AlwaysOn Network has an interview with Regis McKenna, who published the book “Real Time: Preparing for the Age of the Never Satisfied Customer” in 1997. Exceprts:
In a very short span of history (about a decade), the entire world has come under the influence of real-time technology. It didn’t happen with a bang. It evolved and is still evolving. I wrote Real Time in 1995 and 1996, and it was first published in 1997. (Book publishing isn’t real time!) Most corporations were spending money on IT, but they weren’t forward-looking enough about coordinating their disparate databases. It was costly and time consuming to compare one database with another, let alone rebuild the enterprise architecture to meet the pressures of competition and the demands of customers. The data wasn’t very secure, but demand and growth continued unabated.
We have a lot to do. With a billion people moving into your neighborhood, the opportunities and issues are huge. It’s little wonder, then, that viruses, identity theft, and data integration, integrity, and security are major concerns. From a marketing viewpoint, the growth of CRM, web services, open systems, and self-service automation are all about maintaining a competitive edge and keeping it responsive and flexible because we now work and compete in a real time marketplace.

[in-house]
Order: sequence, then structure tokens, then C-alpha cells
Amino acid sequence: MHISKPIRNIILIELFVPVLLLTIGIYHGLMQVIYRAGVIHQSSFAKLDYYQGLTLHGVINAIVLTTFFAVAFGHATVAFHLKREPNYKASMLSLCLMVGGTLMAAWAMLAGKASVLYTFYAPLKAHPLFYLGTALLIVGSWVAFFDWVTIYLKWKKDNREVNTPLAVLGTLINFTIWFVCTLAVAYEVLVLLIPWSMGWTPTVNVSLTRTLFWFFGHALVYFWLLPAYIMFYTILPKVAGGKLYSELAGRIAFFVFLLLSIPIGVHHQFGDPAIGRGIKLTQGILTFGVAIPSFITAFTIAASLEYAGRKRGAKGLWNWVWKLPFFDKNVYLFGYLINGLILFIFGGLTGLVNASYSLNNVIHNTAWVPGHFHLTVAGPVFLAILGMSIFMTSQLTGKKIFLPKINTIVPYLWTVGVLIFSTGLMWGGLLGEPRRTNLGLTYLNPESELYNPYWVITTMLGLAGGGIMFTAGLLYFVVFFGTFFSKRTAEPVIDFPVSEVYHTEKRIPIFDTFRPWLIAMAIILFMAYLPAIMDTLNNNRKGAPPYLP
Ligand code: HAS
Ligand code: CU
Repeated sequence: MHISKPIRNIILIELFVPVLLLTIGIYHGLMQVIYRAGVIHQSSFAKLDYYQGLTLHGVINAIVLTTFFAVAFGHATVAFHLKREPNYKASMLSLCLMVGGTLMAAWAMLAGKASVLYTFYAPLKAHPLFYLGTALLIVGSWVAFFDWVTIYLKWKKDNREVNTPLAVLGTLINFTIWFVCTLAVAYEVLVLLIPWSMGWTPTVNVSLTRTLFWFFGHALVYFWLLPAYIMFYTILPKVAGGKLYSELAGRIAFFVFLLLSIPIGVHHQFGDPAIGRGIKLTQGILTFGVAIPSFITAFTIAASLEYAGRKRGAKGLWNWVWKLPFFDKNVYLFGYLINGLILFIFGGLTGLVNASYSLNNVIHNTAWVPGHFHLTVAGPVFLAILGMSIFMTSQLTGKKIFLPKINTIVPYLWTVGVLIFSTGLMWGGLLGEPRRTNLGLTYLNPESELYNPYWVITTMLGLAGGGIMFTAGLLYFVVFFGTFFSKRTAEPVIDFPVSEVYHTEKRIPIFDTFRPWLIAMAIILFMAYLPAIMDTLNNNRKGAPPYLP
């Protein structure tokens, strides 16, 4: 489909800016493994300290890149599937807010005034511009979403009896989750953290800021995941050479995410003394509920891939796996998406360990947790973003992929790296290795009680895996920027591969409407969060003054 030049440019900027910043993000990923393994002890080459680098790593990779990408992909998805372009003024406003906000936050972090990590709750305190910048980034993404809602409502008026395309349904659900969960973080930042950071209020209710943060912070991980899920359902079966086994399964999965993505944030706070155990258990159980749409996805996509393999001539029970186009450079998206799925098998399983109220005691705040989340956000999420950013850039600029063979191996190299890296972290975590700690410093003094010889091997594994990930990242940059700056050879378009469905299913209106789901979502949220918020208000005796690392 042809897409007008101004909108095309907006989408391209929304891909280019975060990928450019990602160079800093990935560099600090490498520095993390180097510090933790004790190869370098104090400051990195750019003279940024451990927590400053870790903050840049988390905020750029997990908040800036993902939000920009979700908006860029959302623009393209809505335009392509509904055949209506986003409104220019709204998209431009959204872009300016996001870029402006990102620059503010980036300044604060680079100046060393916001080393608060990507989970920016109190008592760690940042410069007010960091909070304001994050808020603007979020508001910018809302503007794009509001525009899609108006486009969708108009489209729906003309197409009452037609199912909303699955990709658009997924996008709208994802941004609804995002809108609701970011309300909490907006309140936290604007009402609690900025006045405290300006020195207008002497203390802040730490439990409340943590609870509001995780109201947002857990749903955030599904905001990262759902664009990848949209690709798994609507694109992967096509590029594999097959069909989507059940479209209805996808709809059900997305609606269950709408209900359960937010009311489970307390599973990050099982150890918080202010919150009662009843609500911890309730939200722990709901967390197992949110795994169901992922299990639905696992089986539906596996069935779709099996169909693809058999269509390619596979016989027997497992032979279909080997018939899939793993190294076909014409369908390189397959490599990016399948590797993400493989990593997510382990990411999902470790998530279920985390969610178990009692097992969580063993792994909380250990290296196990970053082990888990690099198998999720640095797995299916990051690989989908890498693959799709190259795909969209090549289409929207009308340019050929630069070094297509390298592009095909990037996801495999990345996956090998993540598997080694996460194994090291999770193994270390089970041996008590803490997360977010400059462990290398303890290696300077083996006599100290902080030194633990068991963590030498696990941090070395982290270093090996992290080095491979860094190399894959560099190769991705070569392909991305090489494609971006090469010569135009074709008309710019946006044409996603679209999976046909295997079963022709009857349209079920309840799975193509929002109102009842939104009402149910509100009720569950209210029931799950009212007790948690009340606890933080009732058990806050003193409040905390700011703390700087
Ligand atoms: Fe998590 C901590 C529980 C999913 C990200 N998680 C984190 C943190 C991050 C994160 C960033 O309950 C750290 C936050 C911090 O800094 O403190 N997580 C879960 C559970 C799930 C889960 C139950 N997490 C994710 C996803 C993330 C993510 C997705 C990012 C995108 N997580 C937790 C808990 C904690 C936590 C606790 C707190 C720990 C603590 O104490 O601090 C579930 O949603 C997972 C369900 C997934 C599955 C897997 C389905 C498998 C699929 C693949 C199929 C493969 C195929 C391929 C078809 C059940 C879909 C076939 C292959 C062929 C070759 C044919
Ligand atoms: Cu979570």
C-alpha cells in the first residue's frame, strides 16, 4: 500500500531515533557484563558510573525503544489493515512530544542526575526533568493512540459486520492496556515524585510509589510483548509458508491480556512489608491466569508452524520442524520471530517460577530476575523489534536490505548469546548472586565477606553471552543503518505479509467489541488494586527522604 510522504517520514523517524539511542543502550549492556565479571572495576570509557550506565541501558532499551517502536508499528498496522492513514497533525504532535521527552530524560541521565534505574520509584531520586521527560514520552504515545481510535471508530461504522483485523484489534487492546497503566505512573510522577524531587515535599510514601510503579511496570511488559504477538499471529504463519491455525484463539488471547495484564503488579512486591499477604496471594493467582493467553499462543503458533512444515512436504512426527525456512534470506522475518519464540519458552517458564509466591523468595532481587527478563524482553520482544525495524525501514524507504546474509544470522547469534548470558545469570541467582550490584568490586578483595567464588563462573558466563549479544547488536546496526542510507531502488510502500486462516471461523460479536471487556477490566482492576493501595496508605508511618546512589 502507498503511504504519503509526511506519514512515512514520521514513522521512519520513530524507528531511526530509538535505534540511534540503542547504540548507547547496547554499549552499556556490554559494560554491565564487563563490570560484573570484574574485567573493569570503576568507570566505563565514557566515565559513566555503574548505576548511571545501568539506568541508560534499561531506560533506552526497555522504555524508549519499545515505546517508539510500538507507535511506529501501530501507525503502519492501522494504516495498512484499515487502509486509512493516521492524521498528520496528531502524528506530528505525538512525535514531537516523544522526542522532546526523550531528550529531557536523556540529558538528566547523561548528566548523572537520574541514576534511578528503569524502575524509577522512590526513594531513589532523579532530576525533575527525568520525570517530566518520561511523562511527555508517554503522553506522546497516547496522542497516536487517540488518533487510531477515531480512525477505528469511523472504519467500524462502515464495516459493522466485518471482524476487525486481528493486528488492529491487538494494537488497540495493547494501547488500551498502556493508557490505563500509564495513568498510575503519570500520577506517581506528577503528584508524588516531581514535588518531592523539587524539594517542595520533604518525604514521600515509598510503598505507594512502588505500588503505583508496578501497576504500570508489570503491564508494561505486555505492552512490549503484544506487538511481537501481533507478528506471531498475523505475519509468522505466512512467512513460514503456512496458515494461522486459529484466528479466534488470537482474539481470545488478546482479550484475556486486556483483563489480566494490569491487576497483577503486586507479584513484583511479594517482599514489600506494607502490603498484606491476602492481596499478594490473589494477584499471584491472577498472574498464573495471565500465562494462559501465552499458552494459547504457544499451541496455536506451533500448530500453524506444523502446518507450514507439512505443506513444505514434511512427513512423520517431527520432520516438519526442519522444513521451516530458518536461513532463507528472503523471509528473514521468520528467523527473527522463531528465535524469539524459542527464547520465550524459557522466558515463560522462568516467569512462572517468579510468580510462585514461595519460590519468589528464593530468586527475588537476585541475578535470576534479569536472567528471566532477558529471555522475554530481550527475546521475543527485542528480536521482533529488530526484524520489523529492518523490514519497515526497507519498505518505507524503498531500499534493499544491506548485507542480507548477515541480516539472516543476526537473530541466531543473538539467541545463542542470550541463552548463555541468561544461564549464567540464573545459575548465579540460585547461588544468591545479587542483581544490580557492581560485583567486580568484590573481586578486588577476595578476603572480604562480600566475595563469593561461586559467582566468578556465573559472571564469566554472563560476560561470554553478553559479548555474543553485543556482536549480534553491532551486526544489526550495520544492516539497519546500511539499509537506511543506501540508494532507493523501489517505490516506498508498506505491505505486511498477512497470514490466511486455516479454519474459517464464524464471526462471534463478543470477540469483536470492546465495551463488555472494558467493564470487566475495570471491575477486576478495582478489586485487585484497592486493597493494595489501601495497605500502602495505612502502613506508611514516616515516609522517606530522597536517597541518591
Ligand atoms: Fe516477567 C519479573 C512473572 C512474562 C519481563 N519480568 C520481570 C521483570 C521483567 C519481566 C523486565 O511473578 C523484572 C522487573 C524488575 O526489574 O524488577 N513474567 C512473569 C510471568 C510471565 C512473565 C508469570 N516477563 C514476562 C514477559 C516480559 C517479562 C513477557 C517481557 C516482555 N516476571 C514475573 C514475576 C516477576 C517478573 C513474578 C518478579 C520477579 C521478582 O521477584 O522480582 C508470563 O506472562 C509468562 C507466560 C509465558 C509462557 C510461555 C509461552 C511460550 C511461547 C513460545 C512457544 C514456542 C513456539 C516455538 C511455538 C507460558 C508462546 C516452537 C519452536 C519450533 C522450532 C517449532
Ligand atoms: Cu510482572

Services now comprise more than 75% of the U.S. GDP. For most other industrialized nations, services are 40% to 60%. We’ve automated all the factories, and now we’re automating services. We have to in order to compete. It’s evident that everything that can be codified in software will be. If you’re traveling, you’ll notice an increase in the number of self-check-in kiosks. Rent a car, and all the information has been pre-approved: You’ll find your name in lights notifying you where to pick up your carand you won’t have to interact with a single human being. Self-service is nothing new, but supporting and coordinating transactions from thousands or tens of thousands of customer requests per day can only be done efficiently with real-time networks.